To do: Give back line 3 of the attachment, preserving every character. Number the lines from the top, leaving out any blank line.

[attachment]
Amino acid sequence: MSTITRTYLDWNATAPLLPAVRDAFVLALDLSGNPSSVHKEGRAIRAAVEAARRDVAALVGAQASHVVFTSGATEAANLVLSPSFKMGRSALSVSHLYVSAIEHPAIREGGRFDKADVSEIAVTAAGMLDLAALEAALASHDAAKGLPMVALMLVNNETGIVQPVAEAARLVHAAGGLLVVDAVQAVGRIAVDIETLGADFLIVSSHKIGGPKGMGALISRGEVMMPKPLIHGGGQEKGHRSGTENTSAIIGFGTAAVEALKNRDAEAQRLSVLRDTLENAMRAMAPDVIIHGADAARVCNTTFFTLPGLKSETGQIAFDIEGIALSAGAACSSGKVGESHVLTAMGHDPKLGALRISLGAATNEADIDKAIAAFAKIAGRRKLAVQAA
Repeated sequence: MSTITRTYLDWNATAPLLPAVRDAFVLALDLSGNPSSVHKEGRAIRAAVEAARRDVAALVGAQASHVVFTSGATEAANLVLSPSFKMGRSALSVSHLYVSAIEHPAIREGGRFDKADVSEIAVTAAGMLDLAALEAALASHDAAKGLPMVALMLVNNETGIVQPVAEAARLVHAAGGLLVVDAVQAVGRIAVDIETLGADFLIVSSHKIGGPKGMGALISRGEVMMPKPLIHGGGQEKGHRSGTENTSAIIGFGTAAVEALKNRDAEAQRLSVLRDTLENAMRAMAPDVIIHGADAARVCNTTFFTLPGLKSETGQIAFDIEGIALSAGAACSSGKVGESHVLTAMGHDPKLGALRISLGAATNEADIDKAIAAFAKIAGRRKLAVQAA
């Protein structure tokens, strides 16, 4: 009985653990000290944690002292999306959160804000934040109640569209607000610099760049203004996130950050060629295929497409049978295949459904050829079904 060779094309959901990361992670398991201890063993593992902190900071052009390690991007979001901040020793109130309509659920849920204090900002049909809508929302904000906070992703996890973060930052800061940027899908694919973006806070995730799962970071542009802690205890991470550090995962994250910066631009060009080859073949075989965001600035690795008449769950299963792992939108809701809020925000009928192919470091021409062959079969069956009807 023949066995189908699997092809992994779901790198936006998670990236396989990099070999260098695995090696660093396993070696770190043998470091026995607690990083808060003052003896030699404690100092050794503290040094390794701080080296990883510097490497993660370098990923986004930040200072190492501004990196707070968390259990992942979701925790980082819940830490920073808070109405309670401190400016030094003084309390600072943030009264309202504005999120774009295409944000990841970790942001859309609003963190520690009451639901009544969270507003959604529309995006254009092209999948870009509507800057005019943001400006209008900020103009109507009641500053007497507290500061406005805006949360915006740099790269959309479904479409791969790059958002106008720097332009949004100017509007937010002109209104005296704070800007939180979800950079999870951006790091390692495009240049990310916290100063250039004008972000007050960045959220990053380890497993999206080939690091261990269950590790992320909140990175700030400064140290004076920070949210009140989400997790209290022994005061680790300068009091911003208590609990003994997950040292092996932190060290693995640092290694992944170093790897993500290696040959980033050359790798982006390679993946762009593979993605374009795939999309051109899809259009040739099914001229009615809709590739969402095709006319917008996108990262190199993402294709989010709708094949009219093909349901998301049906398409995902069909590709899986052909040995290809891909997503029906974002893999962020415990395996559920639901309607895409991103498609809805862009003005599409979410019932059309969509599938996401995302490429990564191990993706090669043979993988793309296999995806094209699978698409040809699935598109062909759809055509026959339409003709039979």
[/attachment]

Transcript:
């Protein structure tokens, strides 16, 4: 009985653990000290944690002292999306959160804000934040109640569209607000610099760049203004996130950050060629295929497409049978295949459904050829079904 060779094309959901990361992670398991201890063993593992902190900071052009390690991007979001901040020793109130309509659920849920204090900002049909809508929302904000906070992703996890973060930052800061940027899908694919973006806070995730799962970071542009802690205890991470550090995962994250910066631009060009080859073949075989965001600035690795008449769950299963792992939108809701809020925000009928192919470091021409062959079969069956009807 023949066995189908699997092809992994779901790198936006998670990236396989990099070999260098695995090696660093396993070696770190043998470091026995607690990083808060003052003896030699404690100092050794503290040094390794701080080296990883510097490497993660370098990923986004930040200072190492501004990196707070968390259990992942979701925790980082819940830490920073808070109405309670401190400016030094003084309390600072943030009264309202504005999120774009295409944000990841970790942001859309609003963190520690009451639901009544969270507003959604529309995006254009092209999948870009509507800057005019943001400006209008900020103009109507009641500053007497507290500061406005805006949360915006740099790269959309479904479409791969790059958002106008720097332009949004100017509007937010002109209104005296704070800007939180979800950079999870951006790091390692495009240049990310916290100063250039004008972000007050960045959220990053380890497993999206080939690091261990269950590790992320909140990175700030400064140290004076920070949210009140989400997790209290022994005061680790300068009091911003208590609990003994997950040292092996932190060290693995640092290694992944170093790897993500290696040959980033050359790798982006390679993946762009593979993605374009795939999309051109899809259009040739099914001229009615809709590739969402095709006319917008996108990262190199993402294709989010709708094949009219093909349901998301049906398409995902069909590709899986052909040995290809891909997503029906974002893999962020415990395996559920639901309607895409991103498609809805862009003005599409979410019932059309969509599938996401995302490429990564191990993706090669043979993988793309296999995806094209699978698409040809699935598109062909759809055509026959339409003709039979």